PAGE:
The new home for The David and Lucile Packard Foundation is LEED® Platinum certified and designed for net zero energy consumption, making it the largest private ofﬁce building of its kind in California. In addition, the project served as a catalyst for broader organizational sustainability initiatives.
The 50,000-sq.-ft., two-story wood and steel structure seamlessly blends into the surrounding natural environment, presenting an understated yet elegant aesthetic that belies the complexity of the design components and construction processes that went into the project. From the diverse array of exterior building materials including aluminum, glazing, copper panels, stone, stone veneer and wood siding – all carefully overlaid to form a highly thermal rated exterior skin – to the highly energy efficient mechanical and electrical systems, to the rooftop photovoltaic panels that generate on-site energy, every building component contributes to the net- zero energy goal. The design includes two slender daylit ofﬁce wings ﬂanking a beautifully landscaped courtyard. The regional architectural language and material selection brings local poignancy to a replicable prototype.
Throughout the process, the Foundation emphasized the importance of ensuring that the design of the building—and the idea of energy innovation in the workplace—would be replicable, opening the door for a new generation of more environmentally sustainable buildings. The Foundation estimates that replication would cost $477 per square foot to feature the environmentally-friendly technologies used in this building.
The building began with deconstruction. The 1.5-acre site, set among 1960’s era buildings, was cleared in a way that maximized landﬁll diversion. In fact, more than 95% of construction waste was successfully recycled or salvaged, which earned the project the maximum LEED Points for Construction Waste Management. Rainwater is collected for toilet ﬂushing and irrigation, and stormwater is retained on-site. Inside, meeting rooms are outﬁtted for remote collaboration, promising dramatic reductions in travel-related carbon emissions. Additionally, a transportation demand management plan helped eliminate the need for an underground parking garage, further reducing the organization’s carbon footprint. Through integrated building design and aggressive reductions in plug loads, the building’s energy use will be reduced by 65%. In addition, innovative use of roof-mounted photovoltaic panels will offset any energy used.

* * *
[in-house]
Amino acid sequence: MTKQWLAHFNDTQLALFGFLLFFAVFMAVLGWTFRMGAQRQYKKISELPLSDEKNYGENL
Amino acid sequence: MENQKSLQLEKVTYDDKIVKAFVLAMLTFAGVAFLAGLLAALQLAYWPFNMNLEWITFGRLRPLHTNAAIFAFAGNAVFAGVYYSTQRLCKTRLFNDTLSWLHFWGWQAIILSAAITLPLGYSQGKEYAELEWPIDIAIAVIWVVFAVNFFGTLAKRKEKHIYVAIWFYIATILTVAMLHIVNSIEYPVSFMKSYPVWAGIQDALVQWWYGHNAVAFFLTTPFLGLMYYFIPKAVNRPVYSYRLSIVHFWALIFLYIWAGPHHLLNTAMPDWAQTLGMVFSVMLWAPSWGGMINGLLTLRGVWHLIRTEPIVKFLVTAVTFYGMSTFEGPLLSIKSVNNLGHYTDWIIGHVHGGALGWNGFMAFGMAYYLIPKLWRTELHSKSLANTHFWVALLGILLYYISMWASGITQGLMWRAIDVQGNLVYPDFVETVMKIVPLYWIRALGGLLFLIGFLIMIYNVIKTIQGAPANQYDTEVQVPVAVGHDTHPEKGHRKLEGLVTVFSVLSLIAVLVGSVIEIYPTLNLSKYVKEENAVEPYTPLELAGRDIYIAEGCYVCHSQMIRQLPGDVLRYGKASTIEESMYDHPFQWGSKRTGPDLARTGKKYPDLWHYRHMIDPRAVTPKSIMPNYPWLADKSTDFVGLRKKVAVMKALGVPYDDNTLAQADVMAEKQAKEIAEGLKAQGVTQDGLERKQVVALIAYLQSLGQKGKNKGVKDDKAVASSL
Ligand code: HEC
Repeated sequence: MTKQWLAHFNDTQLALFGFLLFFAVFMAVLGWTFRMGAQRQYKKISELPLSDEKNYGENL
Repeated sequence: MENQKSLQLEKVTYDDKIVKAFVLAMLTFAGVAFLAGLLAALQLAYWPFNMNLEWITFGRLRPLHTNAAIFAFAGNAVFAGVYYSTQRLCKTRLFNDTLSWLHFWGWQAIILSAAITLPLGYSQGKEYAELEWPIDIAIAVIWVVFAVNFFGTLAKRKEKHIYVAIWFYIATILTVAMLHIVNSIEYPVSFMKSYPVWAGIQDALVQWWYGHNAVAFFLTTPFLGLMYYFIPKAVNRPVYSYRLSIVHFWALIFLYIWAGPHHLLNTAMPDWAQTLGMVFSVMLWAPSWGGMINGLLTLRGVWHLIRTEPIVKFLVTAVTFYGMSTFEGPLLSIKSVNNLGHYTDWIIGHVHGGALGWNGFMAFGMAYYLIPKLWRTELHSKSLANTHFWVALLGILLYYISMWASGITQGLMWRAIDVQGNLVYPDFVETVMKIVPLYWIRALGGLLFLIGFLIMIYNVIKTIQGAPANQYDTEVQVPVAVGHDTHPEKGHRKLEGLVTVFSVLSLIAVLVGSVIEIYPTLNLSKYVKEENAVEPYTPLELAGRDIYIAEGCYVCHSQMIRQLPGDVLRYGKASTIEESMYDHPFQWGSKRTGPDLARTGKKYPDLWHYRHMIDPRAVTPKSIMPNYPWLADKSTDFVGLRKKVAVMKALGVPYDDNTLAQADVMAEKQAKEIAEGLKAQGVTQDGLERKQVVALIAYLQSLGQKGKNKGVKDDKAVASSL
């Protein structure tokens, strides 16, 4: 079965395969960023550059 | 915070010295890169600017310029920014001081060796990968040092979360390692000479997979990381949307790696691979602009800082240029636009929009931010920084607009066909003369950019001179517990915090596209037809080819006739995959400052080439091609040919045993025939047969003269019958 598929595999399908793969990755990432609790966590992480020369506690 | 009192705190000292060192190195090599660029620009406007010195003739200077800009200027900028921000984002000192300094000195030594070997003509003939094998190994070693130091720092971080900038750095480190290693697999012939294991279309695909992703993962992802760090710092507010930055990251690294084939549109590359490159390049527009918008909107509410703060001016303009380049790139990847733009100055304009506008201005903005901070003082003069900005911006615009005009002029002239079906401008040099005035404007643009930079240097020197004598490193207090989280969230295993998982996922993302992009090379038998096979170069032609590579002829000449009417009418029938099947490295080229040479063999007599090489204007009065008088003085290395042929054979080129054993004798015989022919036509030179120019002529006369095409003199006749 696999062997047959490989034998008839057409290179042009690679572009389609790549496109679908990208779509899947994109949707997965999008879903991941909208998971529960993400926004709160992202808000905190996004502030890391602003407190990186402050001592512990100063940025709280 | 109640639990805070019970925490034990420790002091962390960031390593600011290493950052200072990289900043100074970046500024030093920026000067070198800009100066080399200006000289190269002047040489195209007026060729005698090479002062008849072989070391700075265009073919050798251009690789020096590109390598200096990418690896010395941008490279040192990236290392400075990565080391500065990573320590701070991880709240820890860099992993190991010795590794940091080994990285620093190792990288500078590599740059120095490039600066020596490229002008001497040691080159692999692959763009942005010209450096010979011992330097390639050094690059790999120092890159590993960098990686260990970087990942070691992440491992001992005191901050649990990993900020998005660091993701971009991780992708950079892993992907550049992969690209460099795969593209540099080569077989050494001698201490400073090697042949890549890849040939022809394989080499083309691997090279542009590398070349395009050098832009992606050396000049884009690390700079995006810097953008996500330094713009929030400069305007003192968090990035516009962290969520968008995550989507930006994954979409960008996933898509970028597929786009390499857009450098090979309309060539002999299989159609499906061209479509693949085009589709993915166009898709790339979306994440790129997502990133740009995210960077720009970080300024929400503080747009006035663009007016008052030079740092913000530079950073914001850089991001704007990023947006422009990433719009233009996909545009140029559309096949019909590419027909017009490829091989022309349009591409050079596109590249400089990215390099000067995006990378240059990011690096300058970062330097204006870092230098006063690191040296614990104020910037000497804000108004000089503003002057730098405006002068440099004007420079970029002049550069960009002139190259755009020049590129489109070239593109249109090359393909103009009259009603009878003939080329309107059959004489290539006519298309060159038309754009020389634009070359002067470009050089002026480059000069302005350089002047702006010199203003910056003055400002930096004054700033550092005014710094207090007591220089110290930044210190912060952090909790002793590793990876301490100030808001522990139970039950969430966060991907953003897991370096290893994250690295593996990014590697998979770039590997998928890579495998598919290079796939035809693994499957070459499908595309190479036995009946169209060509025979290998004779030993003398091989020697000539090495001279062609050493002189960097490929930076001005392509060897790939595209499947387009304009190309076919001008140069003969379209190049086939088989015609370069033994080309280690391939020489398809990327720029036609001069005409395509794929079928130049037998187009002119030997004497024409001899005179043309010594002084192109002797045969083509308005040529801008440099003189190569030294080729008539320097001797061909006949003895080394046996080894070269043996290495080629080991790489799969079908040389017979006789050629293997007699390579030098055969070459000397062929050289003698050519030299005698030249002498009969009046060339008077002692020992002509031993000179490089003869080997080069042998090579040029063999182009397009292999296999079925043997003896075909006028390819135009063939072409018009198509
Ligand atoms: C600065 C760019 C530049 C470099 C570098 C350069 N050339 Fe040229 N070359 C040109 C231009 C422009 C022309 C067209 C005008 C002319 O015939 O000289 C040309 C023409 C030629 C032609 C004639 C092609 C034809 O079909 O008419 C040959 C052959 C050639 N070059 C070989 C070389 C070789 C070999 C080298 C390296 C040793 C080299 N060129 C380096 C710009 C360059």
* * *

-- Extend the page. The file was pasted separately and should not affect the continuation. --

- Solar panels offset 100 percent of the building’s energy consumption and by using innovative gutters, toilets and irrigation systems that will reduce water usage by up to 40 percent.
- 90 percent of the plants in the landscaping are native to California and the local area. This also cares for marine ecosystems, near and far, with use of innovative rain gardens that capture and filter runoff before it enters the storm drains and ultimately our oceans.
- We’re incentivizing good business practices by strictly using Forest Stewardship Council-certified wood.
- Employees have access to a dashboard that allows them to monitor in real time the amount of energy used by their individual actions, like charging devices and printing
- An active chilled beam system was utilized, which provides the building occupants individual comfort control while utilizing 100% outside air blown across chilled & heating hot water coils
The construction team has inherited the design team’s model and utilized the model to complete the MEPF overhead coordination and shop drawings. DPR’s Building Information Modeling (BIM) group assisted with quality control between the design team’s model and the structural steel and wood framing shop drawings.
- ENR California Best Projects 2012
- ENR National Best of the Best Projects 2012